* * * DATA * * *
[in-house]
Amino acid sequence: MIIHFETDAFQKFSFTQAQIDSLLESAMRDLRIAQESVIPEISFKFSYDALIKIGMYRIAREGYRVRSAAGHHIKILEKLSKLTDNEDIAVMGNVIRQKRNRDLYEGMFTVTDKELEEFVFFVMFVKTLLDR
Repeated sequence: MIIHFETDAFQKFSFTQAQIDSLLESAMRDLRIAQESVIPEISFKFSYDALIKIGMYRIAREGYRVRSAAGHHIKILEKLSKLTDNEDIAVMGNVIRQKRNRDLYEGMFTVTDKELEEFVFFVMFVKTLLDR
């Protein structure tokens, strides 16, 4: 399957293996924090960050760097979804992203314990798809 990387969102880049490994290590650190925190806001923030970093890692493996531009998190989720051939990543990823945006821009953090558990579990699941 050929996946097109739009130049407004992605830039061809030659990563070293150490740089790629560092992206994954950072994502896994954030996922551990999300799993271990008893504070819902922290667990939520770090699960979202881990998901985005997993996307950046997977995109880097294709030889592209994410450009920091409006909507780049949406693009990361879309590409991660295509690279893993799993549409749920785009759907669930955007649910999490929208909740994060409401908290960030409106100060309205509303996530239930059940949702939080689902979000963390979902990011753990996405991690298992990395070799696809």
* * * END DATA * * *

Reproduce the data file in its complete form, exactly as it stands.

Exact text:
[in-house]
Amino acid sequence: MIIHFETDAFQKFSFTQAQIDSLLESAMRDLRIAQESVIPEISFKFSYDALIKIGMYRIAREGYRVRSAAGHHIKILEKLSKLTDNEDIAVMGNVIRQKRNRDLYEGMFTVTDKELEEFVFFVMFVKTLLDR
Repeated sequence: MIIHFETDAFQKFSFTQAQIDSLLESAMRDLRIAQESVIPEISFKFSYDALIKIGMYRIAREGYRVRSAAGHHIKILEKLSKLTDNEDIAVMGNVIRQKRNRDLYEGMFTVTDKELEEFVFFVMFVKTLLDR
């Protein structure tokens, strides 16, 4: 399957293996924090960050760097979804992203314990798809 990387969102880049490994290590650190925190806001923030970093890692493996531009998190989720051939990543990823945006821009953090558990579990699941 050929996946097109739009130049407004992605830039061809030659990563070293150490740089790629560092992206994954950072994502896994954030996922551990999300799993271990008893504070819902922290667990939520770090699960979202881990998901985005997993996307950046997977995109880097294709030889592209994410450009920091409006909507780049949406693009990361879309590409991660295509690279893993799993549409749920785009759907669930955007649910999490929208909740994060409401908290960030409106100060309205509303996530239930059940949702939080689902979000963390979902990011753990996405991690298992990395070799696809």